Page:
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Regulation

Read Swanson's great WSJ op-ed: "Google and the problem with net neutrality"

Bret Swanson of Entropy Economics penned another great op-ed on net neutrality today entitled: "Google and the problem with net neutrality: Broadband has been a rare bright spot in the economy. Why discourage investment?" 

My favorite point Bret made was pointing out all of the investment, innovation and competitive benefits that have occured since net neutrality supporters have said there was a problem requiring regulation circa 2004. 

  • Not only have net neutrality supporters not been able to find credible evidence of an industry pattern of anti-competitive problems over the last five years, they also are ignoring all the competitive gains and benefits that have occurred over the last five years as well. 

Facts matter and facts are not the friends of net neutrality proponents.    

Great pearls of wisdom from the Internet's "grandfather" -- Farber-Faulhaber paper on wireless innovation

If you are interested in learning great "pearls of wisdom" based on expansive experience and clarity-of-thought on the question of wireless innovation, and proposed Internet regulation of wireless innovation, please read the Farber-Faulhaber white paper; at a minimum, please read the many wonderful highlights that I have pulled out of the paper for you below.

Professor Dave Farber, a widely respected Internet pioneer who has been called the "grandfather of the Internet" for his contributions to computer science, and a former Chief Technologist for the FCC, co-authored an important white paper with Professor Faulhaber for the FCC's Wireless innovation Notice of Inquiry.

Highlights from this outstanding paper:

Broadband competition is not "limited"

The leading justification offered by FCC Chairman Genachowski in his "Open Internet" speech announcing his intention to pursue formal net neutrality regulations was that "limited competition" was "simply a fact."

A fair review of the facts shows that broadband competition is anything but limited, it is actually robust, dynamic, and increasing in intensity.

  • The problem comes from a choice to assume a static and pessimistic view the competition glass as half empty, because it is not perfect.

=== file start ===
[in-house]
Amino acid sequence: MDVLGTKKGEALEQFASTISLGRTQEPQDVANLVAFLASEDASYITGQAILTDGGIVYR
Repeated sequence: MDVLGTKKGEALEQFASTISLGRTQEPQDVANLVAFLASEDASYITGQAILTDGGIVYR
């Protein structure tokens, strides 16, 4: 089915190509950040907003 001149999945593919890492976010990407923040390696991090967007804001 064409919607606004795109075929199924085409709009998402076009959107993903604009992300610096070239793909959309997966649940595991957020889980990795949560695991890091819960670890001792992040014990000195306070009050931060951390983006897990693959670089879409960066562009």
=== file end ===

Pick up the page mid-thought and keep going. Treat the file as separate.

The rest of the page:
• This is not a fair representation of the broadband competitive situation because the core markets involved were originally price regulated monopolies but now are increasingly-dynamic, fiercely competitive markets where literally many tens of millions of Americans have taken advantage of available competitive choices.

I would like to highlight some important and illuminating competitive facts presented in an outstanding post by Link Hoewing over at Verizon's Policyblog:  

The Many Vulnerabilities of an Open Internet

What an "Open Internet" does not mean is as important as what it does mean.



  • Surely an "Open Internet" is not intended to mean what it certainly can mean: un-protected, unguarded, or vulnerable to attack. 

  • Thus, it is essential for the FCC to be explicit in defining what the terms -- "Open Internet," "net neutrality," and Internet non-discrimination -- don't mean, as well as what they do mean.

The word "open" has 88 different definitions per Dictionary.com and the word "open" has even more different connotations depending on the context. While the term "open" generally has a positive connotation to mean un-restricted, accessible and available, it can also have a negative or problematic connotation if it means unprotected, unguarded or vulnerable to attack.  


    Kudos to an Insightful Post on Innovation/Internet's Evolution

    Kudos to Link Hoewing's insightful post on "The Internet's Evolution and Network Management" on Verizon's Policy Blog.  

    • Its an important analysis and perspective for anyone wanting to understand how FCC regulation of the Internet and network management could negatively and seriously harm innovation and the Internet's natural evolution.

    Taking one's business elsewhere -- what a concept! TechCrunch's Arrington proves competition works

    Sometimes the simplest solution can somehow elude people for a period of time.

    • After long pushing hard for net neutrality legislation and wireless net neutrality regulation, TechCrunch's Michael Arrington, finally had an epiphany and figured out that he could become a fully satisfied consumer by simply choosing to take his business elsewhere -- from the AT&T Apple iPhone to the T-Mobile Google Android mytouch 3G phone. 

    Competitive differentiated choice -- what a concept -- why didn't anyone think of this before?

    • Consumers that value and want different things... can shop around and find what they want from different providers.
    • Amazing. People don't have to lobby Congress, petition the FCC, or instigate an antitrust review -- they can simply vote with their feet and take their business to a provider that sells what they want.
    • And even better with this competitive choice thingy going on, if a consumer decides they want something new or different in the future they can get it without having to wait for the government to figure out whether or not  they should force all providers to provide it.

    Mr. Arrington's epiphany -- that robust wireless and broadband competition not only exists, but actually works very well -- is a powerful reminder that the first and best solution for consumers is not regulation, but to simply to choose to take their business elsewhere. 

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    Q&A One Pager Debunking Net Neutrality Myths